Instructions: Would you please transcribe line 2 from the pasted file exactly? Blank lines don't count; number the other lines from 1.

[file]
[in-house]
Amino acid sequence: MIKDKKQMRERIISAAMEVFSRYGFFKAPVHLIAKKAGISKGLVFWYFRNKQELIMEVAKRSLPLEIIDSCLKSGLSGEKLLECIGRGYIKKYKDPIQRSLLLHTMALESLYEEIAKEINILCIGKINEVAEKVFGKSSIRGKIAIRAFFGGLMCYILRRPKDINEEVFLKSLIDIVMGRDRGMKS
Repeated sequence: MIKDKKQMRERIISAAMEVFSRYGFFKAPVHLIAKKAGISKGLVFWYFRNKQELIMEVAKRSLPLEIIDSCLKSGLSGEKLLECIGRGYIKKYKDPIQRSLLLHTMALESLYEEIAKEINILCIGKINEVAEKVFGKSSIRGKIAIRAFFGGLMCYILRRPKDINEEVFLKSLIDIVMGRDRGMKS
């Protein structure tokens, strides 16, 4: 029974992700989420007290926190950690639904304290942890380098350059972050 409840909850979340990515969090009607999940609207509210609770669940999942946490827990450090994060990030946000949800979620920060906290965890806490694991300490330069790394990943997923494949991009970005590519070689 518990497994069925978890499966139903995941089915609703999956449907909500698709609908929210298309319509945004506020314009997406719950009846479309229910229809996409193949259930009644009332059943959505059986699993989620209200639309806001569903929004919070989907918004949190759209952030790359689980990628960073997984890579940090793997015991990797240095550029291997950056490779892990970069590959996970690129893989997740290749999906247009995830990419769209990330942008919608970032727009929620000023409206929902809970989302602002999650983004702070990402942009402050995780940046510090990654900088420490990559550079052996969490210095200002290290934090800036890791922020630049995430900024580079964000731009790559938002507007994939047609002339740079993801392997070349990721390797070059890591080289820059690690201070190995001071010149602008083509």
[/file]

Amino acid sequence: MIKDKKQMRERIISAAMEVFSRYGFFKAPVHLIAKKAGISKGLVFWYFRNKQELIMEVAKRSLPLEIIDSCLKSGLSGEKLLECIGRGYIKKYKDPIQRSLLLHTMALESLYEEIAKEINILCIGKINEVAEKVFGKSSIRGKIAIRAFFGGLMCYILRRPKDINEEVFLKSLIDIVMGRDRGMKS